• They screwed up in allowing him to become a one-and-done in Seattle without a clear Plan B — unless it has yet to be revealed

All three likely are parts of the story. As Carroll likes to say gleefully, “You’ll never know.” But the outcome starts to play out Sunday.

Carroll was asked Monday whether the departures of Clowney, and DEs Branden Jackson (injury), Quinton Jefferson (free agency) and DT Al Woods (free agency), along with the adds, have improved the D-line from a year ago.

He didn’t answer directly. He said he liked the speed of the outside guys, liked the sack numbers (eight each) that Bruce Irvin and Benson Mayowa had with their teams a season ago, and would like to see DT Jarran Reed play in 2020 as he did in 2018,  not the throwaway season in 2019 that began with a six-game suspension.

“Now that he’s back in he’s in great shape,” he said, “if you can get his numbers anywhere near where he was (10.5 sacks working next to Frank Clark) to add to it, we can be in good shape.”

He also mentioned DT Damontre Moore, signed last week, as a depth help.

What does he want to see out of the 10-man group right away?

“We definitely want to see more activity,” he said. “We want to see a better job done on play-action passes and the containment of it. We want to give our coverage a chance to make some plays that we missed out on last year.

“The early season will tell us.”

True. The first three QBs they face are a healthy Ryan, a rejuvenated Cam Newton with New England, and Dak Prescott of Dallas, playing under a franchise tag and eager for an extension.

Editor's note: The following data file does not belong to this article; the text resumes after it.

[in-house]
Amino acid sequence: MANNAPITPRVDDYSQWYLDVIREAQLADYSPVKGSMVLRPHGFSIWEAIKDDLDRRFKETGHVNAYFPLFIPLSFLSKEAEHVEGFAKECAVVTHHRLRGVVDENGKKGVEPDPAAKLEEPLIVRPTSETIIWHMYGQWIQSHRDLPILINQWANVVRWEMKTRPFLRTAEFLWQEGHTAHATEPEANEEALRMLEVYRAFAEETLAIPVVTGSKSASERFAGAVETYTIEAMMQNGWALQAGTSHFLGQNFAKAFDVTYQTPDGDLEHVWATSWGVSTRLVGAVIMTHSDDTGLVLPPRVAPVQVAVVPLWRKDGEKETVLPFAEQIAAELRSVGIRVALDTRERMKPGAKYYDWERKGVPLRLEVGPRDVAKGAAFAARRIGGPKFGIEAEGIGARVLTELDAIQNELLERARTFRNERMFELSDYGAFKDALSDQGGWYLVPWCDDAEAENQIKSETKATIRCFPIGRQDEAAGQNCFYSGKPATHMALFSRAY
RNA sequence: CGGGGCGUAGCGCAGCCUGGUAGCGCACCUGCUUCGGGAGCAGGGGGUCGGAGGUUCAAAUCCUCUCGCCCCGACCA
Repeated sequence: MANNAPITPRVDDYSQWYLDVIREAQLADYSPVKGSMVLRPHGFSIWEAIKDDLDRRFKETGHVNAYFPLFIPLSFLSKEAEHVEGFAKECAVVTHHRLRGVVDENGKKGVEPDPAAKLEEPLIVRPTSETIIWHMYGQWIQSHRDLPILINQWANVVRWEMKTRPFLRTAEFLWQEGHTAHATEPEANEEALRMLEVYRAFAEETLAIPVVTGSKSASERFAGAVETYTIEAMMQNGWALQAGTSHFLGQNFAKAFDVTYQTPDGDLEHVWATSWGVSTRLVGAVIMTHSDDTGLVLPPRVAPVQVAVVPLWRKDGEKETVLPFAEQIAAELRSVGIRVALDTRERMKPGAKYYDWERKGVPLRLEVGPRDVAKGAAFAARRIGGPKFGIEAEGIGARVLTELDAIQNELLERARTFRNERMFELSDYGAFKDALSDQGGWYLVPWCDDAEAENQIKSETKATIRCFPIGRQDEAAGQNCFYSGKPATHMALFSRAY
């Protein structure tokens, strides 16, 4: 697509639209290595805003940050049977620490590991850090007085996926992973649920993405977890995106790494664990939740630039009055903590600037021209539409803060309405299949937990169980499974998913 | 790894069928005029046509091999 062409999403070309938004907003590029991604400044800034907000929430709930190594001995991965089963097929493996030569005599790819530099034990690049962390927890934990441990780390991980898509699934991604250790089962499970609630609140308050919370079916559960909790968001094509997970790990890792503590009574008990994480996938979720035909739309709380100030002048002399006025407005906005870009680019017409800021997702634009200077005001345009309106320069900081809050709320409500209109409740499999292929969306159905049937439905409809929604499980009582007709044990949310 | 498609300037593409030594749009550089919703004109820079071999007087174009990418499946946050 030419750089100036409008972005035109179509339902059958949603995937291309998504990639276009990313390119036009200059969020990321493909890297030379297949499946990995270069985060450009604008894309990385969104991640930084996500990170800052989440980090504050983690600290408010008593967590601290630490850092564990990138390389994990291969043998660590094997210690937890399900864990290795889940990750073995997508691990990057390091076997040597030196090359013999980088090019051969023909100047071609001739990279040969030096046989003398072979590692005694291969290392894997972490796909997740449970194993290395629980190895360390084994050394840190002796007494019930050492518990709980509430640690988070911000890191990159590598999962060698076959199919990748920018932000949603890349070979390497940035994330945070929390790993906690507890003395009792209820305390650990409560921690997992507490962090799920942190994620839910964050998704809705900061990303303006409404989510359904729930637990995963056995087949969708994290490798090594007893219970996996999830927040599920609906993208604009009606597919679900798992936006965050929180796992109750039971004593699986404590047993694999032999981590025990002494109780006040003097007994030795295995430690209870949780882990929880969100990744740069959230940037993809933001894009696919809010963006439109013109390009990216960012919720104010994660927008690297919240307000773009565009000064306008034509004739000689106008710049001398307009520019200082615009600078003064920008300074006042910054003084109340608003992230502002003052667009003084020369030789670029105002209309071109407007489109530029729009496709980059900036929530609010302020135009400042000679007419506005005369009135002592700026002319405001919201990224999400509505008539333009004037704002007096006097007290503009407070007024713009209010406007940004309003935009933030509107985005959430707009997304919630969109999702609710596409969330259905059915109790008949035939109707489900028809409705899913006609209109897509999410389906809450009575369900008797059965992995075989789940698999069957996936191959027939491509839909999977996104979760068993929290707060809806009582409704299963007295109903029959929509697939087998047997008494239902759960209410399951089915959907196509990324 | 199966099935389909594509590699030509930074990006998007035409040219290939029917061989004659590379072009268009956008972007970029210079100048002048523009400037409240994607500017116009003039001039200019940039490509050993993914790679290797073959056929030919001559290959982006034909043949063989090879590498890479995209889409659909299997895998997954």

For what it’s worth, Pro Football Focus in mid-July graded out the Clowney-free Seahawks as having the worst D-line in the NFL, writing, “The Seahawks’ defensive line was hugely dependent on Clowney in 2019. If they don’t have him for 2020, they need to find a new source of pass rush.”

In the past, the Seahawks’ source for fixing deficiencies has been in-season trades for players such as Clowney, Marshawn Lynch, Duane Brown, Sheldon Richardson and Quandre Diggs.

But this year, they have diminished draft capital after trading two first-rounders for SS Jamal Adams, and enter a diminished marketplace because all clubs know less about their own personnel, much less players on other teams.

It’s unscientific to suggest the Seahawks are starting out unlucky. Besides, it’s really not true: At least Schaub and McCown aren’t starting anywhere.

 

 


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YourThoughts

  • jafabian

    To be a true playoff contender and not simply a qualifier the Hawks need a Clowney. A player on the D-Line who QBs will respect. Not even someone who gets double figure sacks but just has the respect of QBs and O-Lines. As much as getting Jamal Adams, Quinton Dunbar, Philip Dorsett is exciting I sometimes wonder if Pete and John just get swept up in it the possibilities of some things and forget about Immediate needs. Or assume they’ll find a way to patch the team weaknesses. Because this has been the seeming pattern for awhile. At some point trading away draft picks for a one season rental will catch up with them. I just hope they don’t do something stupid like trading three first rounders to pick a Bo Callahan. And then pass on him. ( See the movie Draft Day.)